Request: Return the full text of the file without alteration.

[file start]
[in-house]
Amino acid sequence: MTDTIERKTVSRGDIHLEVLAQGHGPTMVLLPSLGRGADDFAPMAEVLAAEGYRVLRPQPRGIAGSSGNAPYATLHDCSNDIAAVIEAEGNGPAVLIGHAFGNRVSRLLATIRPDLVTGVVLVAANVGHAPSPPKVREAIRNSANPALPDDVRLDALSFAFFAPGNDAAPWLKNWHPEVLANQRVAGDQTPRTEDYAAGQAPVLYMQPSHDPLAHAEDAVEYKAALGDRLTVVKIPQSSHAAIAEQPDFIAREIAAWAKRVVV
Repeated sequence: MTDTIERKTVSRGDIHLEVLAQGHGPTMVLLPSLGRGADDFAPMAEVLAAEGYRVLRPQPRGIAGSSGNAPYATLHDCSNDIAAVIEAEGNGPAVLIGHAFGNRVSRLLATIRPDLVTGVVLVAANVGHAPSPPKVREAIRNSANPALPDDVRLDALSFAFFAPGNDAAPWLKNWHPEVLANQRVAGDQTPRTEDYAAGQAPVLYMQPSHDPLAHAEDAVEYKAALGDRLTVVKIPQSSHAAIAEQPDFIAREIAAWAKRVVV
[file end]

[in-house]
Amino acid sequence: MTDTIERKTVSRGDIHLEVLAQGHGPTMVLLPSLGRGADDFAPMAEVLAAEGYRVLRPQPRGIAGSSGNAPYATLHDCSNDIAAVIEAEGNGPAVLIGHAFGNRVSRLLATIRPDLVTGVVLVAANVGHAPSPPKVREAIRNSANPALPDDVRLDALSFAFFAPGNDAAPWLKNWHPEVLANQRVAGDQTPRTEDYAAGQAPVLYMQPSHDPLAHAEDAVEYKAALGDRLTVVKIPQSSHAAIAEQPDFIAREIAAWAKRVVV
Repeated sequence: MTDTIERKTVSRGDIHLEVLAQGHGPTMVLLPSLGRGADDFAPMAEVLAAEGYRVLRPQPRGIAGSSGNAPYATLHDCSNDIAAVIEAEGNGPAVLIGHAFGNRVSRLLATIRPDLVTGVVLVAANVGHAPSPPKVREAIRNSANPALPDDVRLDALSFAFFAPGNDAAPWLKNWHPEVLANQRVAGDQTPRTEDYAAGQAPVLYMQPSHDPLAHAEDAVEYKAALGDRLTVVKIPQSSHAAIAEQPDFIAREIAAWAKRVVV